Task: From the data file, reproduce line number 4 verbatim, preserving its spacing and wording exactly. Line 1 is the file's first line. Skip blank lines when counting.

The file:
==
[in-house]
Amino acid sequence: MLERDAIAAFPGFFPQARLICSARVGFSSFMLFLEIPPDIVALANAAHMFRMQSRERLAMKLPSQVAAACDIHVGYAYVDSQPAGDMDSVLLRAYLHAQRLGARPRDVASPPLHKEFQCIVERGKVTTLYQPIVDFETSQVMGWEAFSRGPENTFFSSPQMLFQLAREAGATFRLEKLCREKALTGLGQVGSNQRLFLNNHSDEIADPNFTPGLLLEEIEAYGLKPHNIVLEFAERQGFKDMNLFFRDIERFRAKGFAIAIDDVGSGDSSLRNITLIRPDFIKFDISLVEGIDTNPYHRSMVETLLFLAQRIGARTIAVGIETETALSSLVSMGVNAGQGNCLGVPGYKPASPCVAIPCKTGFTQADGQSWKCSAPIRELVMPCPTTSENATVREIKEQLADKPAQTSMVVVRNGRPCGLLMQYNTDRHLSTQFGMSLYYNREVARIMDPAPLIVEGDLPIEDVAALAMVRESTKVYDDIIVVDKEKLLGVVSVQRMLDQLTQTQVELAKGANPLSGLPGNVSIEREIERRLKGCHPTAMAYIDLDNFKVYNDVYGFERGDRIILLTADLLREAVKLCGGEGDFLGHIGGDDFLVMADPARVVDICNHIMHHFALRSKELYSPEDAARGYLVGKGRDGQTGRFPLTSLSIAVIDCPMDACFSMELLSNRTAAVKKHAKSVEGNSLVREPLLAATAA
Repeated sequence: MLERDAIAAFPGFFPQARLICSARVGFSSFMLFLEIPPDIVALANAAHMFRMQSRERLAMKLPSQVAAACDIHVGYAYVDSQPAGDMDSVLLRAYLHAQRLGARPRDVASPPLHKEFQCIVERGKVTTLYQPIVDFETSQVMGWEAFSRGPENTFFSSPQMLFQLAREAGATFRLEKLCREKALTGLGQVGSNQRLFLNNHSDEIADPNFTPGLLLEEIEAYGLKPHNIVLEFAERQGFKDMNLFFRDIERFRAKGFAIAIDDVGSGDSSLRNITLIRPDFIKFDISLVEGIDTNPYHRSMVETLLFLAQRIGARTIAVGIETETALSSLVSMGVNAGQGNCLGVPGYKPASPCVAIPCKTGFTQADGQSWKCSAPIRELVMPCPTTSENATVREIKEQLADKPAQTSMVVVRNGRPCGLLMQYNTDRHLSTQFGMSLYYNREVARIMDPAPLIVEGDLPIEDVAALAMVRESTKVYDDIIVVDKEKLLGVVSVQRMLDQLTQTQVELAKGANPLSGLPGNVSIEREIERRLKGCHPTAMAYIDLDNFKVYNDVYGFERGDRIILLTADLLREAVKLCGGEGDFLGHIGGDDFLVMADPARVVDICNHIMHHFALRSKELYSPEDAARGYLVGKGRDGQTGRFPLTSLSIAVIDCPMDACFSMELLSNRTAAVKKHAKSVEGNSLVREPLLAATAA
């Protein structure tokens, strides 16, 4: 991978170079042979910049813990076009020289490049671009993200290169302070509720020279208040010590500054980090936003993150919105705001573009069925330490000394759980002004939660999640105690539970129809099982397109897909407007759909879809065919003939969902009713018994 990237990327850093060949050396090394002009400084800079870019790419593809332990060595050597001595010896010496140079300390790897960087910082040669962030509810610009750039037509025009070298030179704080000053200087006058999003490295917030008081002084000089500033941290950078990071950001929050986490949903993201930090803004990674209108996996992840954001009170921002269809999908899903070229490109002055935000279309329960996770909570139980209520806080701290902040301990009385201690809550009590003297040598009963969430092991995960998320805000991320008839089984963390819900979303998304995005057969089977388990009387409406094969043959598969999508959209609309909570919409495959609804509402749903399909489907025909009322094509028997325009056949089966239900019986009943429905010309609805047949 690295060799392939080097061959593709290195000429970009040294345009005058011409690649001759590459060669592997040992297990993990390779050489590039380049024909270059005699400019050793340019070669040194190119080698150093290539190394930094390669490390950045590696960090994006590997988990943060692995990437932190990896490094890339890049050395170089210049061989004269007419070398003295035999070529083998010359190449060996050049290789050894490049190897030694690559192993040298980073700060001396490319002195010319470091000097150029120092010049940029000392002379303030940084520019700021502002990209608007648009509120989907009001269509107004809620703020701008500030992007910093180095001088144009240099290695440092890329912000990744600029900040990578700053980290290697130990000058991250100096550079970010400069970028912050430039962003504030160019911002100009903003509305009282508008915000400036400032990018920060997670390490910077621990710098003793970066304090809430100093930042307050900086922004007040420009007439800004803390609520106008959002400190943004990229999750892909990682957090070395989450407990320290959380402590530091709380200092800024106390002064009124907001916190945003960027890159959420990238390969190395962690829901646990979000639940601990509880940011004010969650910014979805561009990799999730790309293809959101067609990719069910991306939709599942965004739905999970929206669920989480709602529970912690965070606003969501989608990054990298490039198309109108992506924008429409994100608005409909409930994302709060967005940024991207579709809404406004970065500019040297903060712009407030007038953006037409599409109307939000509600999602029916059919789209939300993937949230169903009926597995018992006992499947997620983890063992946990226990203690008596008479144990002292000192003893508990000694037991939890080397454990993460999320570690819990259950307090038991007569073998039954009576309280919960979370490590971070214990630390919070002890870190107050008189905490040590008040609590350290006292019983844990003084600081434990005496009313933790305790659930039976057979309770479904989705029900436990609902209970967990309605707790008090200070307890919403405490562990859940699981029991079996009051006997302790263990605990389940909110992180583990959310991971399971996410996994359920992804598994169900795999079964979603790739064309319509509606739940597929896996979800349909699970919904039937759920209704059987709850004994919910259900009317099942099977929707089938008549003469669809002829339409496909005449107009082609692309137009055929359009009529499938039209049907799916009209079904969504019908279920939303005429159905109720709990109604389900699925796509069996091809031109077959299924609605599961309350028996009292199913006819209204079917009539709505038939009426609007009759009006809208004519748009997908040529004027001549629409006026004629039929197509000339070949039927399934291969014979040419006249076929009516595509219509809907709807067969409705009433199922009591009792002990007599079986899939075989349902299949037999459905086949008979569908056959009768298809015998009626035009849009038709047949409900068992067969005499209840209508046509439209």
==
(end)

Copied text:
């Protein structure tokens, strides 16, 4: 991978170079042979910049813990076009020289490049671009993200290169302070509720020279208040010590500054980090936003993150919105705001573009069925330490000394759980002004939660999640105690539970129809099982397109897909407007759909879809065919003939969902009713018994 990237990327850093060949050396090394002009400084800079870019790419593809332990060595050597001595010896010496140079300390790897960087910082040669962030509810610009750039037509025009070298030179704080000053200087006058999003490295917030008081002084000089500033941290950078990071950001929050986490949903993201930090803004990674209108996996992840954001009170921002269809999908899903070229490109002055935000279309329960996770909570139980209520806080701290902040301990009385201690809550009590003297040598009963969430092991995960998320805000991320008839089984963390819900979303998304995005057969089977388990009387409406094969043959598969999508959209609309909570919409495959609804509402749903399909489907025909009322094509028997325009056949089966239900019986009943429905010309609805047949 690295060799392939080097061959593709290195000429970009040294345009005058011409690649001759590459060669592997040992297990993990390779050489590039380049024909270059005699400019050793340019070669040194190119080698150093290539190394930094390669490390950045590696960090994006590997988990943060692995990437932190990896490094890339890049050395170089210049061989004269007419070398003295035999070529083998010359190449060996050049290789050894490049190897030694690559192993040298980073700060001396490319002195010319470091000097150029120092010049940029000392002379303030940084520019700021502002990209608007648009509120989907009001269509107004809620703020701008500030992007910093180095001088144009240099290695440092890329912000990744600029900040990578700053980290290697130990000058991250100096550079970010400069970028912050430039962003504030160019911002100009903003509305009282508008915000400036400032990018920060997670390490910077621990710098003793970066304090809430100093930042307050900086922004007040420009007439800004803390609520106008959002400190943004990229999750892909990682957090070395989450407990320290959380402590530091709380200092800024106390002064009124907001916190945003960027890159959420990238390969190395962690829901646990979000639940601990509880940011004010969650910014979805561009990799999730790309293809959101067609990719069910991306939709599942965004739905999970929206669920989480709602529970912690965070606003969501989608990054990298490039198309109108992506924008429409994100608005409909409930994302709060967005940024991207579709809404406004970065500019040297903060712009407030007038953006037409599409109307939000509600999602029916059919789209939300993937949230169903009926597995018992006992499947997620983890063992946990226990203690008596008479144990002292000192003893508990000694037991939890080397454990993460999320570690819990259950307090038991007569073998039954009576309280919960979370490590971070214990630390919070002890870190107050008189905490040590008040609590350290006292019983844990003084600081434990005496009313933790305790659930039976057979309770479904989705029900436990609902209970967990309605707790008090200070307890919403405490562990859940699981029991079996009051006997302790263990605990389940909110992180583990959310991971399971996410996994359920992804598994169900795999079964979603790739064309319509509606739940597929896996979800349909699970919904039937759920209704059987709850004994919910259900009317099942099977929707089938008549003469669809002829339409496909005449107009082609692309137009055929359009009529499938039209049907799916009209079904969504019908279920939303005429159905109720709990109604389900699925796509069996091809031109077959299924609605599961309350028996009292199913006819209204079917009539709505038939009426609007009759009006809208004519748009997908040529004027001549629409006026004629039929197509000339070949039927399934291969014979040419006249076929009516595509219509809907709807067969409705009433199922009591009792002990007599079986899939075989349902299949037999459905086949008979569908056959009768298809015998009626035009849009038709047949409900068992067969005499209840209508046509439209």